From very remote origins and located very close to the bay of Algeciras, Jimena is an exceptional meeting point between the Ronda Mountains and the Strait of Gibraltar. In its old town, declared a place of cultural interest, you will find a climb up to the Moorish Castle with beautiful views over the countryside and the famous Queens Bath at the back. Other very attractive elements are the churches of Misericordia and Victoria, the sanctuary of Los Angeles, the building of the Royal Artillery Factories, the Stone-Age cave paintings of nearby Laja Alta Cave or the splendid natural area of the Natural Park of the Alcornocales, in whose heart it is located, perfect for hiking amateurs.
Located on the edge of a deep gorge, between the rivers Guadiro and Genal, Gaucin one of the most popular pueblos blancos (white villages) of Andalucia, and the perfect place for those who crave both mountain hikes and beaches but without the hustle and bustle of Costa del Sol.
You ´ll have the Mediterranean just half an hour away as well as great rural walks that will suit varying levels of fitness. Besides, the town preserves a Romanesque parish church, the Arab Eagle Castle, and nearby is the Organ cave, so called because of the sounds that are obtained by lightly hitting the stalactites.
Grazalema is an immaculately kept village with great charm- its steep streets made from cobblestones are lined by impeccably-maintained white painted houses, with windows covered by traditional iron bars and plant pots spilling over colourful Bougainvillea flowers.
The focal point of the village is its central square, Plaza de España, with plenty of restaurants, café-bars, shops and banks, even spa baths.
It is part of the Sierra de Grazalema Natural Park, a large protected area where rugged limestone predominates surrounded by vibrant green vegetation, caves and spectacular views – hikes you simply cannot miss!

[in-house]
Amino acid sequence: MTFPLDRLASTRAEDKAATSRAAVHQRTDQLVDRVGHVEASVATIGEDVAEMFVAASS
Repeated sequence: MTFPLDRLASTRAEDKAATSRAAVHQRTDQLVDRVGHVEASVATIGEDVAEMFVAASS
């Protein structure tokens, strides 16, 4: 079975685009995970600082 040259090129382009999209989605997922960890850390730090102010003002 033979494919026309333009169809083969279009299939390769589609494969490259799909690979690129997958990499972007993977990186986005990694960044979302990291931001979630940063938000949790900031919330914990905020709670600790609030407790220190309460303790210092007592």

And if you are more into fiestas, from May to September, there is an endless list of celebrations.
COSTA DEL SOL
The Costa del Sol, an almost uninterrupted coastal avenue of more than 90km, lined with hotels, urbanizations, fishing villages, beaches and quiet coves, golf courses ... it caters for all tastes. And although it is well known for its attractive beaches, the quality of rural tourism has held up and provides delightful surprises: the amazing caves at Nerja, the warm, relaxed character of Malaga town and some astoundingly pleasant villages such as Frigiliana, or unspoilt rural locations like Casares.
A green and white enclave that meets the most classic idea of a white village perched on the mountain. As a testimony of its agitated history, it provides numerous monumental remains that deserve by themselves a visit to the old quarter declared a historical-artistic site.
The views of the Acedia Valley, of its rolling hills are absolutely breathtaking. On clear days, the sea can be seen tinkling on the horizon and even the African silhouette spotted at a distance. On the outskirts you will find La Hedionda, known for their therapeutic sulfur waters. With so many things on the table, Casares, without a doubt, is a must for tourists and those who seek a quiet life rich in simple and unforgettable pleasures not too far from the beaches of Costa del Sol.